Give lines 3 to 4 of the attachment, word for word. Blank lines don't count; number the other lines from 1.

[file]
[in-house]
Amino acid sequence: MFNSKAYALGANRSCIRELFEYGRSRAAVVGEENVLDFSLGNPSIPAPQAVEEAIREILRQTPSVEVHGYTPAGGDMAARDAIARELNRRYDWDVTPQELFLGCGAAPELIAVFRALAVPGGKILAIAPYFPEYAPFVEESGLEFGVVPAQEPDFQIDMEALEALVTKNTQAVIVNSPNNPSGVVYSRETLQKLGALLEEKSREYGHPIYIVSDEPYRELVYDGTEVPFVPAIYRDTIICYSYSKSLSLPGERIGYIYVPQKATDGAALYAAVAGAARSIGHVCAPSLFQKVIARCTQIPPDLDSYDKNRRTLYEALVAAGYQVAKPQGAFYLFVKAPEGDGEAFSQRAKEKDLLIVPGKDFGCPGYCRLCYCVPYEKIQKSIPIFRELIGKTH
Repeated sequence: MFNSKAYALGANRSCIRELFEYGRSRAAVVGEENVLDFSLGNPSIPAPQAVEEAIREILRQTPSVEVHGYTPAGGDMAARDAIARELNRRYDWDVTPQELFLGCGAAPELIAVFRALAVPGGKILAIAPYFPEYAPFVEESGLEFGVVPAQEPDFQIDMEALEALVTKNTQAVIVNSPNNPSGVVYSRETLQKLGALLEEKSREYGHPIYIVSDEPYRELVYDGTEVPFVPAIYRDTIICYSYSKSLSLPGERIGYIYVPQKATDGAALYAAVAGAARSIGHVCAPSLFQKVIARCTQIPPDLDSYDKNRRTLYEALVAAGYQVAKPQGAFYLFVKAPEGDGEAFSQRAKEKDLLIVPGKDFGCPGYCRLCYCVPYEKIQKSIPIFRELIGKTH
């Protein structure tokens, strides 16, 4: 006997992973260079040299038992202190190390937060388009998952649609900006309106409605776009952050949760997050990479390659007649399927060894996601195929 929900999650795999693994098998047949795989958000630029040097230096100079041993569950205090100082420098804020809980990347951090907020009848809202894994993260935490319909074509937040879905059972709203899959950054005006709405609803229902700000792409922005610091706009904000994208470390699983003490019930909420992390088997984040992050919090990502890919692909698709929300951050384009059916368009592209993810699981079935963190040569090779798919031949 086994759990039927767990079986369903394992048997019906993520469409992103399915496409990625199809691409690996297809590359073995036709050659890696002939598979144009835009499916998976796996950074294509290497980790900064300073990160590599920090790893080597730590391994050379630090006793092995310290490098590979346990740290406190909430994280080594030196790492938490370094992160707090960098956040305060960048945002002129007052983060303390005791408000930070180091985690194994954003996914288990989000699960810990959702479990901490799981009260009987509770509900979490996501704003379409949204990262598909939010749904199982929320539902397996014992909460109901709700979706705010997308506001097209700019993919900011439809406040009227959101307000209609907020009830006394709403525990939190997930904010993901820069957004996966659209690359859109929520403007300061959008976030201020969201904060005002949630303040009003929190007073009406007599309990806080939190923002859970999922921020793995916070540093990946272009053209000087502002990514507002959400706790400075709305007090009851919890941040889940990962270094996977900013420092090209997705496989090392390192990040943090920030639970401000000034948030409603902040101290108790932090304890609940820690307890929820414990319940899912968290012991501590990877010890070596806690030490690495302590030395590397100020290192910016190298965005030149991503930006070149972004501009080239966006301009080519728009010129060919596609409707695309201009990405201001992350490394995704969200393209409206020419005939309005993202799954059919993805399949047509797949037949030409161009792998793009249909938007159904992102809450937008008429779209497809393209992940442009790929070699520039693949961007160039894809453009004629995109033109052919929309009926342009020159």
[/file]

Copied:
Repeated sequence: MFNSKAYALGANRSCIRELFEYGRSRAAVVGEENVLDFSLGNPSIPAPQAVEEAIREILRQTPSVEVHGYTPAGGDMAARDAIARELNRRYDWDVTPQELFLGCGAAPELIAVFRALAVPGGKILAIAPYFPEYAPFVEESGLEFGVVPAQEPDFQIDMEALEALVTKNTQAVIVNSPNNPSGVVYSRETLQKLGALLEEKSREYGHPIYIVSDEPYRELVYDGTEVPFVPAIYRDTIICYSYSKSLSLPGERIGYIYVPQKATDGAALYAAVAGAARSIGHVCAPSLFQKVIARCTQIPPDLDSYDKNRRTLYEALVAAGYQVAKPQGAFYLFVKAPEGDGEAFSQRAKEKDLLIVPGKDFGCPGYCRLCYCVPYEKIQKSIPIFRELIGKTH
């Protein structure tokens, strides 16, 4: 006997992973260079040299038992202190190390937060388009998952649609900006309106409605776009952050949760997050990479390659007649399927060894996601195929 929900999650795999693994098998047949795989958000630029040097230096100079041993569950205090100082420098804020809980990347951090907020009848809202894994993260935490319909074509937040879905059972709203899959950054005006709405609803229902700000792409922005610091706009904000994208470390699983003490019930909420992390088997984040992050919090990502890919692909698709929300951050384009059916368009592209993810699981079935963190040569090779798919031949 086994759990039927767990079986369903394992048997019906993520469409992103399915496409990625199809691409690996297809590359073995036709050659890696002939598979144009835009499916998976796996950074294509290497980790900064300073990160590599920090790893080597730590391994050379630090006793092995310290490098590979346990740290406190909430994280080594030196790492938490370094992160707090960098956040305060960048945002002129007052983060303390005791408000930070180091985690194994954003996914288990989000699960810990959702479990901490799981009260009987509770509900979490996501704003379409949204990262598909939010749904199982929320539902397996014992909460109901709700979706705010997308506001097209700019993919900011439809406040009227959101307000209609907020009830006394709403525990939190997930904010993901820069957004996966659209690359859109929520403007300061959008976030201020969201904060005002949630303040009003929190007073009406007599309990806080939190923002859970999922921020793995916070540093990946272009053209000087502002990514507002959400706790400075709305007090009851919890941040889940990962270094996977900013420092090209997705496989090392390192990040943090920030639970401000000034948030409603902040101290108790932090304890609940820690307890929820414990319940899912968290012991501590990877010890070596806690030490690495302590030395590397100020290192910016190298965005030149991503930006070149972004501009080239966006301009080519728009010129060919596609409707695309201009990405201001992350490394995704969200393209409206020419005939309005993202799954059919993805399949047509797949037949030409161009792998793009249909938007159904992102809450937008008429779209497809393209992940442009790929070699520039693949961007160039894809453009004629995109033109052919929309009926342009020159």